I poured the liquid onto a Silpat-lined baking sheet and let it set in the fridge. It took about 30 minutes to set.
Also part of the "Peanut Grape" element of this dish is some peanut butter powder. Simple as pie: peanut butter and tapioca maltodextrin in a food processor, whackedywhack, sift, done.
With the two most time-consuming (and really, not very time-consuming at that) elements done, it was time to do the little bits.
I cut eight small pieces of celery heart -- sorry, I don't have photos of it, but it's easy. At the base and on the inside of a bunch of celery is the heart. They're the most tender, innermost, probably beige or yellow-ish stalks. You'll see them with a dab of peanut butter in the final plating photo. If you wanted to use the green stalks, I'm sure that'd be fine, too.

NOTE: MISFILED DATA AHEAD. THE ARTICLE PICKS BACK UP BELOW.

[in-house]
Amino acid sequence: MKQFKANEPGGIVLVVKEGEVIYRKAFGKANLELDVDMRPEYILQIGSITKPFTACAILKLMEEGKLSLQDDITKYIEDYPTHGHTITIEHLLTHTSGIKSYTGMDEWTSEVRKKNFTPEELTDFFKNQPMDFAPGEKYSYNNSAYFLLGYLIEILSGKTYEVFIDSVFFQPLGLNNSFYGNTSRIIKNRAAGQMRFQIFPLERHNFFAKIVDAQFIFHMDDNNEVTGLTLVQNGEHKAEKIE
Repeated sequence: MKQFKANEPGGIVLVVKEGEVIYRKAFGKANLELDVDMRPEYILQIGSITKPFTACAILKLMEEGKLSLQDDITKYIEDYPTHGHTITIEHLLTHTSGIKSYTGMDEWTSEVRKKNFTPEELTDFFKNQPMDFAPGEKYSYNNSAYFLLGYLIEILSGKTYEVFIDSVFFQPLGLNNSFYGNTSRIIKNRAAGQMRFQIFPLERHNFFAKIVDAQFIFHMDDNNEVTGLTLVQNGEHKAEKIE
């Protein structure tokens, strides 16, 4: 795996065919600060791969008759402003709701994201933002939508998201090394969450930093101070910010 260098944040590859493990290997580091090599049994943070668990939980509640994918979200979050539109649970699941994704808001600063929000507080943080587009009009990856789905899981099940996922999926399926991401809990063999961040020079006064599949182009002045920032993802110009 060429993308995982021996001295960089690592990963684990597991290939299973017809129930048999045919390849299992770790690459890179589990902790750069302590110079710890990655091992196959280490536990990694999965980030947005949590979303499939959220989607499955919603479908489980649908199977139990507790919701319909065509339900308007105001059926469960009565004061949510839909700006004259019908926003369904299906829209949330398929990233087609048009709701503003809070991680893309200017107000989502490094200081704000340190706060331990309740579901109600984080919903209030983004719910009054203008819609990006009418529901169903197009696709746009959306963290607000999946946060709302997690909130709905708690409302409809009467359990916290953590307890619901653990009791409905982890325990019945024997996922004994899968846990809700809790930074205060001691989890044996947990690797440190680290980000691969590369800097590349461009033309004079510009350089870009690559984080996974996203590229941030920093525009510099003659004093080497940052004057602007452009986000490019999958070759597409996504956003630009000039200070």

Next, I cut eight small pieces of freeze-dried banana:
Each one of those got a small dab of peanut butter, as well.
Then, I took eight peanuts, dipped them in orange blossom honey, then into some freeze-dried honey powder. No photos of that step because it's boring to watch. It was even kind of boring to do. I actually probably fell asleep during the process which might explain the sticky stuff in my hair. You'll see the honey-slathered peanut in the final plating photo. Swears.
Next up? I cut small rectangles of the grape gel and rolled each one, and dabbed them in the peanut butter powder.
Peanuuuuut, peanut butter, and jelly, and jelly, jelly, jelly.... first ya take the peanuts and ya pick 'em, ya pick 'em, ya pick 'em, pick 'em, pick 'em. Did anyone else sing that song in camp, or am I making that up?
Then, I cut small squares of the "Peanut Chocolate", and dipped the ends of each one into some dark chocolate I'd melted in a bowl over a small pot of simmering water.